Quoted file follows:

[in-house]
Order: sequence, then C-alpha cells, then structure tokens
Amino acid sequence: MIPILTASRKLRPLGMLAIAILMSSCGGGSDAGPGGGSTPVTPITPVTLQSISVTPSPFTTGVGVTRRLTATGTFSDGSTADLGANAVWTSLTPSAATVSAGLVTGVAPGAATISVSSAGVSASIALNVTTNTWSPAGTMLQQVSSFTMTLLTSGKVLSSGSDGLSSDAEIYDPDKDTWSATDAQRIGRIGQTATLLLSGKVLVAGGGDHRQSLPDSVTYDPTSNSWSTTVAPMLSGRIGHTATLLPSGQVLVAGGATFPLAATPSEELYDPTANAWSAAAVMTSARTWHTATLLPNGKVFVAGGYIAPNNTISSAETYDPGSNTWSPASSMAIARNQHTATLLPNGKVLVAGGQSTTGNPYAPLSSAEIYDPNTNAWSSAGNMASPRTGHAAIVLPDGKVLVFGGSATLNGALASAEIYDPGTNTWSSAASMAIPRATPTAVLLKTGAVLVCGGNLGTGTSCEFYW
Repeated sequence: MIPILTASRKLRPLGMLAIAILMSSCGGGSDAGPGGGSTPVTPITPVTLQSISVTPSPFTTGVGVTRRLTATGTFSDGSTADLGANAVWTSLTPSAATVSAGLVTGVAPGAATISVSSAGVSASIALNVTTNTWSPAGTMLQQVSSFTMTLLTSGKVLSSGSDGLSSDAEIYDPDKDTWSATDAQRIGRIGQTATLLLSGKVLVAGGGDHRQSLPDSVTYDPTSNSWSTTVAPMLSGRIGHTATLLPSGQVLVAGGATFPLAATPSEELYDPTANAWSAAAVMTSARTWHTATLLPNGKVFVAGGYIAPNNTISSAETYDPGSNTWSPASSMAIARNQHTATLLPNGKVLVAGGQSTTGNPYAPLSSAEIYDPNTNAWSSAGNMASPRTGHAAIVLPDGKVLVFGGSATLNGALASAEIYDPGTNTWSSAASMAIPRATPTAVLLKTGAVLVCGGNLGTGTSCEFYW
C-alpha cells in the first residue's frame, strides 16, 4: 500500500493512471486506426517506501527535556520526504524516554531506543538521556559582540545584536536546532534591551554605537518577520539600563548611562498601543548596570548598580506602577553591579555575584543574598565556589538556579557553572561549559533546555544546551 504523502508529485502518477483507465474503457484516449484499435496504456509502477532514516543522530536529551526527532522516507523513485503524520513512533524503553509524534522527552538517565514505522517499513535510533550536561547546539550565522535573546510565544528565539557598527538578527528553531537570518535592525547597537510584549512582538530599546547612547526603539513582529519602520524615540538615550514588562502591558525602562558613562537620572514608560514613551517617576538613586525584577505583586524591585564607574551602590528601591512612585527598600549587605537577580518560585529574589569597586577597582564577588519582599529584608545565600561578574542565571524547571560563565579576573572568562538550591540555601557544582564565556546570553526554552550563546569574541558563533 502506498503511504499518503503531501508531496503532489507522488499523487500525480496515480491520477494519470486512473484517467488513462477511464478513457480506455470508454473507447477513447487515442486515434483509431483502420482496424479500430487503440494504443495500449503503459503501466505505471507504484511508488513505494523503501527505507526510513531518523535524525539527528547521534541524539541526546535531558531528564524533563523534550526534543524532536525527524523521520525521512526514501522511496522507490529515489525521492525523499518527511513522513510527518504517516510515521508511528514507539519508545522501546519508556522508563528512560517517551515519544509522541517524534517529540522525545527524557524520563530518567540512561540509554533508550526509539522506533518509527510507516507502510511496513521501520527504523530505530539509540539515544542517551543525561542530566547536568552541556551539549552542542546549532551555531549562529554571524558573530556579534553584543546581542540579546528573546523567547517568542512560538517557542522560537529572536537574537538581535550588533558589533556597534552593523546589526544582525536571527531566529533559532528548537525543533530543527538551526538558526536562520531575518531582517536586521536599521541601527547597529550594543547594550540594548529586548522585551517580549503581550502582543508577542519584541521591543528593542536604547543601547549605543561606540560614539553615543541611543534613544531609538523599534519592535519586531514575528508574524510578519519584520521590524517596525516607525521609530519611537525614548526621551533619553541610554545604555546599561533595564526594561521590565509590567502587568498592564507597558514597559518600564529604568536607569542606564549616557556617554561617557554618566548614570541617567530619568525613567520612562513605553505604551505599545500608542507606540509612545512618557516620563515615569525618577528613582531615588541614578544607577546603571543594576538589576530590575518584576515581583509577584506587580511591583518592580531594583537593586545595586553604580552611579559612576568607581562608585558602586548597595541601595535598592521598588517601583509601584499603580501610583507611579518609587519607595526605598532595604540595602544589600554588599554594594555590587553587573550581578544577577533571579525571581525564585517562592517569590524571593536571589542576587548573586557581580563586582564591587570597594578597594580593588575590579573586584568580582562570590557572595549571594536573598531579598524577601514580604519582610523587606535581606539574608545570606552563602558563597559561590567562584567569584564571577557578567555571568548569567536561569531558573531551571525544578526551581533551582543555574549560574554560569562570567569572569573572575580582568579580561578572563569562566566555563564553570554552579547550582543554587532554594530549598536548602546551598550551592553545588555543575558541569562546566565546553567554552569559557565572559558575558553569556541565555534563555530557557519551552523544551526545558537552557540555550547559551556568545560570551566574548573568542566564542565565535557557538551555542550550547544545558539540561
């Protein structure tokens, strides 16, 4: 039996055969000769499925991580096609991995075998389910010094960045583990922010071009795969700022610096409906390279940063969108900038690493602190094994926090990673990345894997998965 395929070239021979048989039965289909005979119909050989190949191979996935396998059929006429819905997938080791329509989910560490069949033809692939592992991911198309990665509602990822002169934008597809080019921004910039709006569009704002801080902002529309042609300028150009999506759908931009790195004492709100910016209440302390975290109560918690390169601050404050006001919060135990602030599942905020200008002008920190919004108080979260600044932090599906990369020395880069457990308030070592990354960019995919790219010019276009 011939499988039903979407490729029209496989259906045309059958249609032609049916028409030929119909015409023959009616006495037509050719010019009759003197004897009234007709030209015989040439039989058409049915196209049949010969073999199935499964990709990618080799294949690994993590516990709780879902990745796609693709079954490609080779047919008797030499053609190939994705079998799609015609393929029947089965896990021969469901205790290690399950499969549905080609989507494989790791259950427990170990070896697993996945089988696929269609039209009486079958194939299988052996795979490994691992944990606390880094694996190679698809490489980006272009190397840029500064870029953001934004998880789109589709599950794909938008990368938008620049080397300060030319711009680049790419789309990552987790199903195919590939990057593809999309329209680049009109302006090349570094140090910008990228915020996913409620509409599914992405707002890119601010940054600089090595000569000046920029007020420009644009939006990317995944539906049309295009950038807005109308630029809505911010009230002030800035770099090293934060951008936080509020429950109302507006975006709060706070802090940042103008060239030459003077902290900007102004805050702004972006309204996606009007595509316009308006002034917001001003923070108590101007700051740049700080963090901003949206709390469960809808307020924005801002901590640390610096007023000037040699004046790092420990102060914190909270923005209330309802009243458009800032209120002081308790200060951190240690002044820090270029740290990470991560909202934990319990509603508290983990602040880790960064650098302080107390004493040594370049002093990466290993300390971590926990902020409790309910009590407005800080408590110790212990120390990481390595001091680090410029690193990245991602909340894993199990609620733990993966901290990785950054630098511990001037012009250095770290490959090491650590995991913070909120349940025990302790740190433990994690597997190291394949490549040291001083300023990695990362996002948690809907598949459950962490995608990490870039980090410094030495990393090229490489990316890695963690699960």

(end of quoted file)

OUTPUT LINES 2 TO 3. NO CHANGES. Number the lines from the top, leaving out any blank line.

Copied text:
Order: sequence, then C-alpha cells, then structure tokens
Amino acid sequence: MIPILTASRKLRPLGMLAIAILMSSCGGGSDAGPGGGSTPVTPITPVTLQSISVTPSPFTTGVGVTRRLTATGTFSDGSTADLGANAVWTSLTPSAATVSAGLVTGVAPGAATISVSSAGVSASIALNVTTNTWSPAGTMLQQVSSFTMTLLTSGKVLSSGSDGLSSDAEIYDPDKDTWSATDAQRIGRIGQTATLLLSGKVLVAGGGDHRQSLPDSVTYDPTSNSWSTTVAPMLSGRIGHTATLLPSGQVLVAGGATFPLAATPSEELYDPTANAWSAAAVMTSARTWHTATLLPNGKVFVAGGYIAPNNTISSAETYDPGSNTWSPASSMAIARNQHTATLLPNGKVLVAGGQSTTGNPYAPLSSAEIYDPNTNAWSSAGNMASPRTGHAAIVLPDGKVLVFGGSATLNGALASAEIYDPGTNTWSSAASMAIPRATPTAVLLKTGAVLVCGGNLGTGTSCEFYW